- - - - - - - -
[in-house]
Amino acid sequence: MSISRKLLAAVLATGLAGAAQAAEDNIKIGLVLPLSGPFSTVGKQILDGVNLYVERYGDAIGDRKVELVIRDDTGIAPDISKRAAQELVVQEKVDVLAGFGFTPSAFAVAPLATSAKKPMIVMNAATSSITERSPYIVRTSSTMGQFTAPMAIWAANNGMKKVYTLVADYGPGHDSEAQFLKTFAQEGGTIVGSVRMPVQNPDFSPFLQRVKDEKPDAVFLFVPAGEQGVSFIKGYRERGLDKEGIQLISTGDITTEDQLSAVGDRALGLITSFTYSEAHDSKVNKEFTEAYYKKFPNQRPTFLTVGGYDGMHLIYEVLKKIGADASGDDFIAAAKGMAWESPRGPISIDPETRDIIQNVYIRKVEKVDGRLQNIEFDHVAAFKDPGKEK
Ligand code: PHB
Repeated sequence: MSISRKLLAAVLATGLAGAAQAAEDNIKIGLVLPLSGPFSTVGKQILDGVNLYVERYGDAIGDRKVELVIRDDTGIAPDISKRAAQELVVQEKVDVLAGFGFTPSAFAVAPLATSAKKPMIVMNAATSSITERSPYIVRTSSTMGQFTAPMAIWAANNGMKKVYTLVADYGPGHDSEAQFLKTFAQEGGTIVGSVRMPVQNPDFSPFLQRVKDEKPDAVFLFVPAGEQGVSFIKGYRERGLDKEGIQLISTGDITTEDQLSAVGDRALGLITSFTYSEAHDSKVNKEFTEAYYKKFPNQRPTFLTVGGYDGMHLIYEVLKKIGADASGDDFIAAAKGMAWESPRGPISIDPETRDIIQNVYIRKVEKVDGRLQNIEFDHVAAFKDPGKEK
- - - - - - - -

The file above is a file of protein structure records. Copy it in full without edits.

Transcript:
[in-house]
Amino acid sequence: MSISRKLLAAVLATGLAGAAQAAEDNIKIGLVLPLSGPFSTVGKQILDGVNLYVERYGDAIGDRKVELVIRDDTGIAPDISKRAAQELVVQEKVDVLAGFGFTPSAFAVAPLATSAKKPMIVMNAATSSITERSPYIVRTSSTMGQFTAPMAIWAANNGMKKVYTLVADYGPGHDSEAQFLKTFAQEGGTIVGSVRMPVQNPDFSPFLQRVKDEKPDAVFLFVPAGEQGVSFIKGYRERGLDKEGIQLISTGDITTEDQLSAVGDRALGLITSFTYSEAHDSKVNKEFTEAYYKKFPNQRPTFLTVGGYDGMHLIYEVLKKIGADASGDDFIAAAKGMAWESPRGPISIDPETRDIIQNVYIRKVEKVDGRLQNIEFDHVAAFKDPGKEK
Ligand code: PHB
Repeated sequence: MSISRKLLAAVLATGLAGAAQAAEDNIKIGLVLPLSGPFSTVGKQILDGVNLYVERYGDAIGDRKVELVIRDDTGIAPDISKRAAQELVVQEKVDVLAGFGFTPSAFAVAPLATSAKKPMIVMNAATSSITERSPYIVRTSSTMGQFTAPMAIWAANNGMKKVYTLVADYGPGHDSEAQFLKTFAQEGGTIVGSVRMPVQNPDFSPFLQRVKDEKPDAVFLFVPAGEQGVSFIKGYRERGLDKEGIQLISTGDITTEDQLSAVGDRALGLITSFTYSEAHDSKVNKEFTEAYYKKFPNQRPTFLTVGGYDGMHLIYEVLKKIGADASGDDFIAAAKGMAWESPRGPISIDPETRDIIQNVYIRKVEKVDGRLQNIEFDHVAAFKDPGKEK